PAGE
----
Some of the commentators on Intricate Ethics complain of my method. One finds the main ideas ‘Kammouflaged’ because the relevant causal distinctions are so fine-grained and the cases that illustrate them so numerous. Some say that they do not have the intuitions about many cases that I have, that I concoct dubious and ad hoc distinctions and invest them with moral significance; I am Ptolemaic in that new crystalline spheres and epicycles are constantly being added in an attempt to fix (...) the appearances. (shrink)
In this volume, F.M. Kamm explores how theories as well as hypothetical and practical cases help us understand rights and their limits. The book begins by considering moral status and its relation to having rights (including whether non-human animals have rights and what rights future persons have). The author then considers whether rights are grounded in duties to oneself, which duties are correlative to rights, and whether neuroscientific and psychological studies can help determine what rights we have. Kamm next investigates (...) the contours of the right not to be harmed by considering critiques of deontological distinctions, the costs that must be undertaken to avoid harming, and a proposal for permissibly harming someone (that allows for resisting the harm) in the Trolley Problem. Additional chapters cover possible implications of the Trolley Problem for such practical issues as correctly programming self-driving cars, providing medical treatments, and enacting redistributive economic policy. Kamm concludes the book by comparing the use of case-based judgments about extreme cases in moral versus aesthetic theory, and by exploring the significance of the right not to be harmed for morally correct policies in the extreme cases of torture and a pandemic. Where pertinent, Kamm considers the views of Derek Parfit, Tom Regan, Christine Korsgaard, Shelly Kagan, Ronald Dworkin, Amartya Sen, Allan Gibbard, Joshua Greene, Arthur Danto, and Judith Thomson, among others."--Provided by publisher. (shrink)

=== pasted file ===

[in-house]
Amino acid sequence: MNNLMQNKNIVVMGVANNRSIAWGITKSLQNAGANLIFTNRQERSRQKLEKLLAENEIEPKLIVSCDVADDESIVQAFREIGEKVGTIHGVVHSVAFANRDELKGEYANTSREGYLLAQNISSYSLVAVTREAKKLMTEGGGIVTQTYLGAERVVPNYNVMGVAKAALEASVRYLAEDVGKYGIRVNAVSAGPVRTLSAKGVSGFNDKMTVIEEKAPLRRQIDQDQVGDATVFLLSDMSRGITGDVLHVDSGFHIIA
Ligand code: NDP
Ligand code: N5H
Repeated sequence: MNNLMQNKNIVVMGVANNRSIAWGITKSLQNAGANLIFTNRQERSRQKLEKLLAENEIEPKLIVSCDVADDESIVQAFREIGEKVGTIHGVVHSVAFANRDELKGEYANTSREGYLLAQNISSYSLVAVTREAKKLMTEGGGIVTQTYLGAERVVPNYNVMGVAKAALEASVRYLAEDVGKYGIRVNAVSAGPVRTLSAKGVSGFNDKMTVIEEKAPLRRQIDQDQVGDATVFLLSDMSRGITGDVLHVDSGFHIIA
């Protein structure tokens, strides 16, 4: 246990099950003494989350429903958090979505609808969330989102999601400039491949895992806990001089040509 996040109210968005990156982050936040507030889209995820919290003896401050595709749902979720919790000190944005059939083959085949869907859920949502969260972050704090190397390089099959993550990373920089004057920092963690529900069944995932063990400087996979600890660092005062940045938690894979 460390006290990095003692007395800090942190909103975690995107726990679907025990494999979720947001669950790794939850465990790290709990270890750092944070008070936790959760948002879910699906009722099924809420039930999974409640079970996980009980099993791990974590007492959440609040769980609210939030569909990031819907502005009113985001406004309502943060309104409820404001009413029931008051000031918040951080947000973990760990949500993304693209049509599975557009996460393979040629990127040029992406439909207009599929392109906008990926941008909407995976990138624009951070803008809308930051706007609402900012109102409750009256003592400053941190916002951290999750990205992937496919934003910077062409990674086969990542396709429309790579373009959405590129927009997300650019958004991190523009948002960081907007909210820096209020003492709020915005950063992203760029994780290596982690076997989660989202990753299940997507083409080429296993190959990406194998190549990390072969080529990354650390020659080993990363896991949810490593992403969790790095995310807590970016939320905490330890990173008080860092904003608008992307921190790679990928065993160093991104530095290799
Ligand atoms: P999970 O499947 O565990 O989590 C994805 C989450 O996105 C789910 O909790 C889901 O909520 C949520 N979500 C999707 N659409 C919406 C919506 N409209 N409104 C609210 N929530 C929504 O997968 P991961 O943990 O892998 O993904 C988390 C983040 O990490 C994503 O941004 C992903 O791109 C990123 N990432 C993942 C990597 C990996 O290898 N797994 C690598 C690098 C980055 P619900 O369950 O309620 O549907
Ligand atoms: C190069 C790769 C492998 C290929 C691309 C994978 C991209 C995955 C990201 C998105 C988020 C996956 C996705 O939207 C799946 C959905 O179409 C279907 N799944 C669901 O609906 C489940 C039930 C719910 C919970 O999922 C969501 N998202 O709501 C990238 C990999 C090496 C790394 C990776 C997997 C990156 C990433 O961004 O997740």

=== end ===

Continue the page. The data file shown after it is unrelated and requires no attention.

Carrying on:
Bioethical Prescriptions collects F.M. Kamm's articles on bioethics -- revised for publication in book form -- which have appeared over the last 25 years and which have made her among the most widely-respected philosophers working in this field.
Ethics for Enemies comprises three original philosophical essays on torture, terrorism, and war. F. M. Kamm deploys ethical theory in her challenging new treatments of these most controversial practical issues. First she considers the nature of torture and the various occasions on which it could occur, in order to determine why it might be wrong to torture a wrongdoer held captive, even if this were necessary to save his victims. In the second essay she considers what makes terrorism wrong--whether it (...) is the intention to harm civilians, rather than harm to them being 'collateral damage,' or something else--and whether terrorism is always wrong. The third essay discusses whether having a right reason, in the sense of a right intention, is necessary in order for a war to be just. Kamm then examines ways in which the harms of war can be proportional to the achievement of the just cause and other goods that war can bring about, so as to make the declaration of war permissible. (shrink)